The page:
Panasonic DMP-MS10 review
The Panasonic DMP-MS10 is a media streaming device that turns a standard TV into a smart TV, providing access to online catch-up TV, on-demand movie services such as Netflix and social networking sites such as Twitter. It can also stream media from network-attached storage (NAS) and lets you mirror a Miracast-compatible tablet’s display on your TV. Even better, it’s a discreet, compact box and although it isn’t particularly attractive it won’t look out of place by your TV.
It has few connection ports, but it does have a HDMI output, a USB port to which you can attach USB drives and an Ethernet port. It also comes with a great remote control that has large buttons with large legends describing their purpose.
BATTLE OF THE BANDS
To get the most out of the DMP-MS10 you must connect it to your network and the internet, and the DMP-MS10 lets you do that wirelessly or via Ethernet. However, unlike many media streamers we’ve seen, the Panasonic DMP-MS10 supports dual-band WI-Fi, which means you’ll be able to connect to your router on either the 2.4GHz or 5GHz band.
Although the 2.4GHz band is theoretically able to provide faster wireless data transfer, many routers and wireless devices operate on the 2.4GHz band, causing much congestion and slower transfer speeds. As the 5GHz band is less congested you’re more likely to see faster Wi-Fi performance on it, making it perfect for devices such as the DMP-MS10 that stream video and other media. Your router will need to support connections on the 5GHz band, but these are increasingly common so even if your present router doesn’t your next one probably will.
Whichever band you choose, connecting the DMP-MS10 to your router wirelessly is the work of moments. You can either let the DMP-MS10 search for your router and then enter its Wi-Fi password or you can manually input the network settings for your router. You can even use wireless protected setup (WPS) to connect your router with the push of a button if your router supports WPS.
The DMP-MS10 has a simple interface, with functions mirroring the direction pad of the remote control, so you have, for example, online services to the right and network settings to the left. Pressing the left or right directional buttons on the remote control then accesses those functions. The DMP-MS10’s interface is quicker and more responsive than some media streamers we’ve used, but not as quick as the Roku 2 XS.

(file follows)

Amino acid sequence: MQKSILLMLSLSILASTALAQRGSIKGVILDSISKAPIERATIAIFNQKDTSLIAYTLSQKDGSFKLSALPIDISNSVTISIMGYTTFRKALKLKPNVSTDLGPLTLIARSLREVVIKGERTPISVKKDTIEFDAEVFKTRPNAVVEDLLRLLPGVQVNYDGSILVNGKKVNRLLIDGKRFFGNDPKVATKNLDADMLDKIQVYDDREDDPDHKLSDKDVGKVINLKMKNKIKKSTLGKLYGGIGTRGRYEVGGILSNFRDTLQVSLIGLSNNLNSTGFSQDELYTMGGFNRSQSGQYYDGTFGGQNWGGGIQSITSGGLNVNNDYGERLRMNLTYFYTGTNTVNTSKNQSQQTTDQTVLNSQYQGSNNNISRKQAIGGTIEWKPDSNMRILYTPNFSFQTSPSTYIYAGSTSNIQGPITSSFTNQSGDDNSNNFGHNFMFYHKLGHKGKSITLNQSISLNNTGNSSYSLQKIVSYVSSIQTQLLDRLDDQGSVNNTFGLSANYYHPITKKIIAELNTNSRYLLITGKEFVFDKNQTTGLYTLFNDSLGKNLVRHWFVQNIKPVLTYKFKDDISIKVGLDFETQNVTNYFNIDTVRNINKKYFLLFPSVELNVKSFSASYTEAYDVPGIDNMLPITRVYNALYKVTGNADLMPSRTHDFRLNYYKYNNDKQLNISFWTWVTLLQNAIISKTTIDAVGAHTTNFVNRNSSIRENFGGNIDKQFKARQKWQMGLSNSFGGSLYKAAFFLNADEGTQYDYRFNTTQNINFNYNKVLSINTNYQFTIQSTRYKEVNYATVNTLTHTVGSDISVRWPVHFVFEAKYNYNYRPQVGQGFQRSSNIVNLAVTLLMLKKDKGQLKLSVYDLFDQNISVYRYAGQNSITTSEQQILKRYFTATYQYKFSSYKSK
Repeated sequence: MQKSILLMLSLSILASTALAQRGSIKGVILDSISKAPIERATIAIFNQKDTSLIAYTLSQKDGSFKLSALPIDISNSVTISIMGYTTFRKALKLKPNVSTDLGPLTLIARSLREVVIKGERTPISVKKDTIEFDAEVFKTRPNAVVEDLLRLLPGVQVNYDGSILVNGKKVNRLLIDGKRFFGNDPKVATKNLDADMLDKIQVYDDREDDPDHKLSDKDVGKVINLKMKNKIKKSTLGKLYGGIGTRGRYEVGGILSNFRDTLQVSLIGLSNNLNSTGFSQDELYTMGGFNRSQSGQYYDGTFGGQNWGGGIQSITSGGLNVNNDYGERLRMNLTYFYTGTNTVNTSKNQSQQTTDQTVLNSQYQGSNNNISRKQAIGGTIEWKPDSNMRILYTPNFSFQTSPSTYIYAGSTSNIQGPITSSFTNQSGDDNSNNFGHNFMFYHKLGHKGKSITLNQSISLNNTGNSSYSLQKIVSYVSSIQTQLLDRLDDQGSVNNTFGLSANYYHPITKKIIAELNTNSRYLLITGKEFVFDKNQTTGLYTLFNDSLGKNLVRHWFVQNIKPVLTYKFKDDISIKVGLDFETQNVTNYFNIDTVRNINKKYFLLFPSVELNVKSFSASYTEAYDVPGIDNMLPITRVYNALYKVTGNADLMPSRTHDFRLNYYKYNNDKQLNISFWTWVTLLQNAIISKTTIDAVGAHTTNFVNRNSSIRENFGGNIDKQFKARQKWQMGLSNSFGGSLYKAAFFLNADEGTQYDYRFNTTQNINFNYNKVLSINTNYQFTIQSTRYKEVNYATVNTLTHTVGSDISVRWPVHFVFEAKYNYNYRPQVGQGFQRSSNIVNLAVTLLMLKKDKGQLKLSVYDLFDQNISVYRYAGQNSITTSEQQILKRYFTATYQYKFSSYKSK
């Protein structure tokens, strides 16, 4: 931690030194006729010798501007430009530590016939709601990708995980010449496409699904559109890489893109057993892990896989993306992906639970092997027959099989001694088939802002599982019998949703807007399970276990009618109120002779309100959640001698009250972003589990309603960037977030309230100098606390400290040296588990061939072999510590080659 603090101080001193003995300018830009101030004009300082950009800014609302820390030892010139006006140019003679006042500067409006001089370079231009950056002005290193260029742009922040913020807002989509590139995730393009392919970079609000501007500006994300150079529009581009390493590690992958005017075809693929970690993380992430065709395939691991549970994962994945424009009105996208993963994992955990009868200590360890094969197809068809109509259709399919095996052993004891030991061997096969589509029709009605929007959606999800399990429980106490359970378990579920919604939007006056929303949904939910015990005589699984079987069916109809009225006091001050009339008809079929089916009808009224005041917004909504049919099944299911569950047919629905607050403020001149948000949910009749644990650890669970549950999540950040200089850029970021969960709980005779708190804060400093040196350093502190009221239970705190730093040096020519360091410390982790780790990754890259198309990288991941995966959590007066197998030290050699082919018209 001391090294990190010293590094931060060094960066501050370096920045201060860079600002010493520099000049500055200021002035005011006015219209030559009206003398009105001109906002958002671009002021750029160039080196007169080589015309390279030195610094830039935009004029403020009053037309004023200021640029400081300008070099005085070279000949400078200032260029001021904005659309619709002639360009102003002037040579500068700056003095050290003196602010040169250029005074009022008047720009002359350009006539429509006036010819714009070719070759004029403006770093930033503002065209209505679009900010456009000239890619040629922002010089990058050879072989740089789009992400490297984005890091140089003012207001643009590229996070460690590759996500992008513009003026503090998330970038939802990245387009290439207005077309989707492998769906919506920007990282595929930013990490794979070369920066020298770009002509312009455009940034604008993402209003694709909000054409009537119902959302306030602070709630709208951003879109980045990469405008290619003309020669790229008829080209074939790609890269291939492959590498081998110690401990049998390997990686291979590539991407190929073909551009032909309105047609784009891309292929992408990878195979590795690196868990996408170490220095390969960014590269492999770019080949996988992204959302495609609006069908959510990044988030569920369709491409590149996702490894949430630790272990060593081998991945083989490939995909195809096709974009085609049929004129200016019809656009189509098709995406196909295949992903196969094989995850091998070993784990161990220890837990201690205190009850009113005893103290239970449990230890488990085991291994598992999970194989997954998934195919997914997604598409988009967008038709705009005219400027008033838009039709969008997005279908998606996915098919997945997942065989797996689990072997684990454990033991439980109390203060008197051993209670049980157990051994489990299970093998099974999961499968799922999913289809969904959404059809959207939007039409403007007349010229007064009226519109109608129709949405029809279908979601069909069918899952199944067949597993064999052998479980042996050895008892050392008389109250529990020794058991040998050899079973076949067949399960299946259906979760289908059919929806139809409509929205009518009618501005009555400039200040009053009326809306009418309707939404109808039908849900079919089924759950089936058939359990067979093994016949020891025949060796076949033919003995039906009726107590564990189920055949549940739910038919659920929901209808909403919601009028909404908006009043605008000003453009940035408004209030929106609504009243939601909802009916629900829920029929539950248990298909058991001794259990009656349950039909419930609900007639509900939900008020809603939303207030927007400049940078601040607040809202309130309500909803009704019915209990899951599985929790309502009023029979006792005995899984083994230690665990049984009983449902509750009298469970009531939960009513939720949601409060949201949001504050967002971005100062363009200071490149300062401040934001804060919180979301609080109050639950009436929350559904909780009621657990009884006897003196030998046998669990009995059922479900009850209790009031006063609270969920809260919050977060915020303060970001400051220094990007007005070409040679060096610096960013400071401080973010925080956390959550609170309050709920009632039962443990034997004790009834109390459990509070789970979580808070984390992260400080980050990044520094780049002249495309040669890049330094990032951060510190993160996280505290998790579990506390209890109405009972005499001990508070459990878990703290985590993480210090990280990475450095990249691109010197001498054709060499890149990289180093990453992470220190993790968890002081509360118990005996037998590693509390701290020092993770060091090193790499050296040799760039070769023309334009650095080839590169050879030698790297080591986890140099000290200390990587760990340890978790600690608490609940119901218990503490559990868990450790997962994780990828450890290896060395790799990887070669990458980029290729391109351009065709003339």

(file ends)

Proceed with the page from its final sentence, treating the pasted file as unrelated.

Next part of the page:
The DMP-MS10 only has seven online services, including Twitter, Facebook, BBC iPlayer, Netflix, YouTube and Picasa. It also has a portal for the defunct Acetrax service, which predictably does nothing. The iPlayer app is the familiar browser seen on other media streamers and smart TVs, and lets you choose between standard definition and high definition playback. Other than Netflix, this is the best service on the DMP-MS10.
We’re also impressed with the YouTube browser, which lets you choose from categories such as Music, Trends and Sport to help you find new videos, as well as search for them. However, we did find the YouTube browser a little slow to respond to our commands.
We tried to use the Facebook and Twitter portals but found entering usernames and passwords much too cumbersome. We couldn’t even log in to the Facebook browser because it recognised the OK and Cancel buttons on the permission screen as a single button, which meant we were sent back to the log-in screen when we pressed it. We did like the Picasa browser, though.
Netflix, YouTube and BBC iPlayer are great, and will cover some users needs, but it’s a relatively small selection and unlike the Roku 2 XS there’s no way of adding new services, even niche services addressing alien abduction and cake making. We’d also welcome some audio only services such as Spotify and Last.fm.
Although its online services are limited, the DMP-MS10 is fantastic if you want to stream media from your NAS device or a drive attached to its USB port. We had no trouble streaming Full HD video from our Synology NAS and no problem playing H.264, MPEG4 and XVID HD files. We could also play AAC, WMA, FLAC and MP3 audio files, so you should have no problem playing music, but we could only see JPG images.
Whether we played media from a USB drive or NAS, the DMP-MS10 was responsive and quickly changed tracks and images. It doesn’t have an audio output, but the DMP-MS10 is great if you want a media streamer primarily to play music and videos through your TV.
One really neat feature is Miracast, which lets you display the contents of a Miracast-compatible tablet, such as the Asus Memopad HD 7 on your TV wirelessly. You simply pair the two devices and then whatever is shown on your tablet is then mirrored on the TV screen. There’s a slight delay between what’s shown on the tablet and the TV, and video looked jerky, but it’s great if you want to show photos to a wider audience or want to browse Facebook and Twitter on a big screen. Indeed, we’d prefer to do so using Miracast than the DMP-MS10’s built-in Facebook and Twitter apps.
We like the DMP-MS10, but it has too few catch-up TV and online services to love it. However, it’s great if you want a means of playing media from network-attached storage and attached USB drives on your TV. It’s much better than the Roku 2 XS in this respect, but the Roku is better for online TV.